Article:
Music & Choir

Music is an integral and vibrant aspect of worship at St. Michael’s. The program consists of Music Director Raymond Hawkins, two professional section leaders, and our adult parish choir.

The choir sings in the 10:00 am Mass from Michaelmas (September) through Trinity Sunday (usually in early June), as well as at monthly Evensong and most major holy days—including the Holy Week Triduum. The choir’s repertoire encompasses such diverse music as plainchant, Renaissance polyphony, nineteenth century choral works, and the great heritage of Anglican cathedral music.

Evensong is sung here on a regular basis, occasionally by guest choirs, and there is also a concert series. The organ, a two-manual tracker-action instrument of 29 ranks, was built in 1975 by The C.B. Fisk Company of Gloucester, MA and is housed in an E. & G.G. Hook case dating from 1830.

Raymond Hawkins
Raymond Hawkins, Music Director

The season of Advent is a complex time in the church year. Perhaps most often, the first thing on our minds is the anticipation of Jesus’ birth at Christmas, but at the same time, the church is looking all the way ahead to his crucifixion, resurrection, and second coming. The multifaceted nature of this liturgical season is reflected in the diversity of poetic texts that exist for it, a handful of which will be featured at our Lessons and Carols service on 12/8. The choir will sing John Gardner’s vibrant, modern setting of the medieval English text, “Tomorrow shall be my dancing day,” which tells the story of Jesus’ life from before his birth all the way to his baptism. The story itself is not unfamiliar, but this particular version is told from a first-person point of view, as if Jesus himself were speaking. Jesus metaphorically describes the day of his incarnation as his “dancing day,” and humankind as his “true love.”

On the other hand, there are Advent texts which more heavily emphasize Christ’s sacrifice on the cross. One classic example of such a text is the hymn “Lo! he comes, with clouds descending,” which we will all sing together at Lessons and Carols. The second verse is especially crucifixion-centric with the words “those who set at nought and sold him, pierced, and nailed him to the tree, deeply wailing, shall the true Messiah see.” Though this hymn, when seen as a whole, is one of praise and adoration for Christ’s suffering on our behalf, the bright, uplifting character of the tune tends to hide the element of sacrifice that is, in fact, quite important to the story of his life. I hope that the accompaniment and descant we will use for this hymn, alongside all the other beautiful music at this year’s Lessons and Carols, will help you reflect on the varying aspects of this season.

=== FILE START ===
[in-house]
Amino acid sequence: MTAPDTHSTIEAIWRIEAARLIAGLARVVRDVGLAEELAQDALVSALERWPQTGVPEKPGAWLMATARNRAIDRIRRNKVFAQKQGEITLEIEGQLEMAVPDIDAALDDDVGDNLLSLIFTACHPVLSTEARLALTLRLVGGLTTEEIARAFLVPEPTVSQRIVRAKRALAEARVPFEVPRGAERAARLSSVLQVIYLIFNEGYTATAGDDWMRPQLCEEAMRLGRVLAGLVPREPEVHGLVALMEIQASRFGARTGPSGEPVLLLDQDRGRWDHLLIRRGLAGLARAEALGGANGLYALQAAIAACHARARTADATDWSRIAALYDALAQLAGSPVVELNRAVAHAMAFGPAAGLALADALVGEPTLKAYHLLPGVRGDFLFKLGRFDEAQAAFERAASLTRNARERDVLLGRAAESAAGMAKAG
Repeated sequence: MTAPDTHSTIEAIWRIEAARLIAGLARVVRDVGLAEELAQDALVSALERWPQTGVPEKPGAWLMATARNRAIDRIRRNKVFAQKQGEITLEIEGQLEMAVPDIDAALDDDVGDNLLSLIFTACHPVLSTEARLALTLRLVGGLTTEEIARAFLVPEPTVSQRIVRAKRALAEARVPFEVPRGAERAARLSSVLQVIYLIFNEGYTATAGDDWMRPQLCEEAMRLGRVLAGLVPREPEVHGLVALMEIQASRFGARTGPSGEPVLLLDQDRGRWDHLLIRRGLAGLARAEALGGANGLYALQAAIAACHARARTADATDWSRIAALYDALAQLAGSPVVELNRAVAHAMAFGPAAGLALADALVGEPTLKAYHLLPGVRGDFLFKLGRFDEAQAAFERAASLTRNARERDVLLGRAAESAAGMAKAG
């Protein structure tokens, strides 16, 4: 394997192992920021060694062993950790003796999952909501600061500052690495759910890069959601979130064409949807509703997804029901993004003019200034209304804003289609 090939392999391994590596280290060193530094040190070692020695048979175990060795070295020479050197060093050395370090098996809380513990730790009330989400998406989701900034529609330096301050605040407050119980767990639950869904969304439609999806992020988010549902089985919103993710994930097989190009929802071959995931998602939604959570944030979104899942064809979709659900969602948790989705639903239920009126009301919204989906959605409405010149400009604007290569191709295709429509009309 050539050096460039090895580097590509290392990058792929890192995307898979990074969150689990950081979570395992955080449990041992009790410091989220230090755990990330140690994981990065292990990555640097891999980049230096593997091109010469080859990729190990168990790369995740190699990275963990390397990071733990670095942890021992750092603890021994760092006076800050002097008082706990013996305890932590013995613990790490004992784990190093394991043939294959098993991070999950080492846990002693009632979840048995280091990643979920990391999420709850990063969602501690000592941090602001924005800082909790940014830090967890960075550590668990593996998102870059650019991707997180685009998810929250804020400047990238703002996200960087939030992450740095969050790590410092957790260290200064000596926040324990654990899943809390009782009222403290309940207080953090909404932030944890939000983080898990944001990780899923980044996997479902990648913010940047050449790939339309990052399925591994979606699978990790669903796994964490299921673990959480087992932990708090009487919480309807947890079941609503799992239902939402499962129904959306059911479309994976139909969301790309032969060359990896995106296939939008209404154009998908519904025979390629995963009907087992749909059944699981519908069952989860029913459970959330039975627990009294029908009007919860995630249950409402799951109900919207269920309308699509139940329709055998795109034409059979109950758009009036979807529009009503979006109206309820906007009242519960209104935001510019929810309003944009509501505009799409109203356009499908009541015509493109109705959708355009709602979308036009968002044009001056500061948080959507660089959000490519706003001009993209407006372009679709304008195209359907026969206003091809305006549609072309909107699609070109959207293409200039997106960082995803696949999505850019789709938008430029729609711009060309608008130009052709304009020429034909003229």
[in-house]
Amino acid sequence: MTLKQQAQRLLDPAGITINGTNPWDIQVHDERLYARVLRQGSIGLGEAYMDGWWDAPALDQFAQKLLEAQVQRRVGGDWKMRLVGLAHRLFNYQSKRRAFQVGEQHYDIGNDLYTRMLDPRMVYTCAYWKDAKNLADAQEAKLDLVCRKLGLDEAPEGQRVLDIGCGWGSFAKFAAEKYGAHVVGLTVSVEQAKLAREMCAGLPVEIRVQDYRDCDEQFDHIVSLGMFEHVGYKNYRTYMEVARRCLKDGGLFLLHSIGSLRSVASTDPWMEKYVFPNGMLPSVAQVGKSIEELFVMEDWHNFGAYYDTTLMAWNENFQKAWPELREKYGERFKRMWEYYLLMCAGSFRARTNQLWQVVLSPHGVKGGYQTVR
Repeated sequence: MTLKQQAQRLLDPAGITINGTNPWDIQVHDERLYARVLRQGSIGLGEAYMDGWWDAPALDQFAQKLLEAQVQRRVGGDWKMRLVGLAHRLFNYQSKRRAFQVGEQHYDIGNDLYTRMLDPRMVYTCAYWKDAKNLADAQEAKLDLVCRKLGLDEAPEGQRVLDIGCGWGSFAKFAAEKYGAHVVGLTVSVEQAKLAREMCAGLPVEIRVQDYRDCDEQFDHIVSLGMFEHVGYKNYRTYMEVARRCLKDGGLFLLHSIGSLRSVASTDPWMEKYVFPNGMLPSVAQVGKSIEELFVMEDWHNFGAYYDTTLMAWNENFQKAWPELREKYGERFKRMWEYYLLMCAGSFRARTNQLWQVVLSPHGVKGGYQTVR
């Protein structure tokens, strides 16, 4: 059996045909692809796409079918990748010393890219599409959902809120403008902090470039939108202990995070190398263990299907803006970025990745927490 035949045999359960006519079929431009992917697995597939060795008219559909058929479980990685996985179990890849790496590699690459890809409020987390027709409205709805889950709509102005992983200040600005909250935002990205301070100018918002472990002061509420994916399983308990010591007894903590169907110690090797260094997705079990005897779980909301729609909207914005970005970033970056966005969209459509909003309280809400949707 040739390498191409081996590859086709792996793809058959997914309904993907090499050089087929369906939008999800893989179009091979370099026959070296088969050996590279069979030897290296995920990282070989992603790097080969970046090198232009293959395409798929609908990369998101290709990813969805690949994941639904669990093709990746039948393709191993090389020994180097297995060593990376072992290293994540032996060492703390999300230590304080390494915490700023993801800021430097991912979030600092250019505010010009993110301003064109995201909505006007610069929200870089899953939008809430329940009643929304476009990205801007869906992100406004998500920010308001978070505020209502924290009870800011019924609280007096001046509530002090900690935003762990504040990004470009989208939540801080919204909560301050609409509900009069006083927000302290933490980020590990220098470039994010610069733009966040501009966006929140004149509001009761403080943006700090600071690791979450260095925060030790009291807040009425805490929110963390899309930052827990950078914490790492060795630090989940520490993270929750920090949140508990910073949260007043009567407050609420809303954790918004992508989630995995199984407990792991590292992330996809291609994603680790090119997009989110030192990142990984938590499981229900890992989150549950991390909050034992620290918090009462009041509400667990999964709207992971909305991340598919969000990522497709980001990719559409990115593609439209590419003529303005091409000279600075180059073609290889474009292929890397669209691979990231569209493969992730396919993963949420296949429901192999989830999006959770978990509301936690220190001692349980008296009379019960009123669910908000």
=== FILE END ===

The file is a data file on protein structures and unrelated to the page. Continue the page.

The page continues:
Dates to add to your calendar:

What exactly is Evensong?
We hope the following excerpt from a great New Yorker article by James Wood may inspire you to attend the next Evensong service:

Suppose you find yourself, in the late afternoon, in one of the English cathedral towns—Durham, say, or York, or Salisbury, or Wells, or Norwich—or in one of the great university cities, like Oxford or Cambridge. The shadows are thickening, and you are mysteriously drawn to the enormous, ancient stone structure at the center of the city. You walk inside, and find that a service is just beginning. Through the stained glass, the violet light outside is turning to black. Inside, candles are lit; the flickering flames dance and rest, dance and rest. A precentor chants, “O Lord, open thou our lips.” A choir breaks into song: “And our mouth shall shew forth thy praise.” The precentor continues, “O God, make speed to save us.” And the choir replies, musically, “O Lord, make haste to help us.” The visitor has stumbled upon a service, Evensong, whose roots stretch back at least to the tenth century, and whose liturgy has been in almost continuous use since 1549. ... —from the Oct 22nd, 2012 issue

Isn't it nice to know that you don't have to go all the way to England to experience this ancient musical tradition?

Music at St. Michael's: Our online playlist
Evensong, February 2011, featuring the combined choirs of St. Michael's and St. John's Beverly Farms. Listen here
highlights:
  • Magnificat & Nunc Dimittis in A, Charles Stanford
  • Anthem: Greater Love Hath No Man, John Ireland
  • Organ Postlude: Carillon Sortie, Henri Mulet

 

 


Former Music Director, Dr. Douglas Major

Recordings: Songs of Heaven

Songs of Heaven
Love the music you hear Sunday mornings? Now you can have it anytime you like at home. The musical CD of St. Michael's choir and organ is here! Order copies from the Church Office for just $10 each.

Songs of Heaven CD cover-front
front cover
Songs of Heaven CD cover-back
back cover
last update 12/14/2019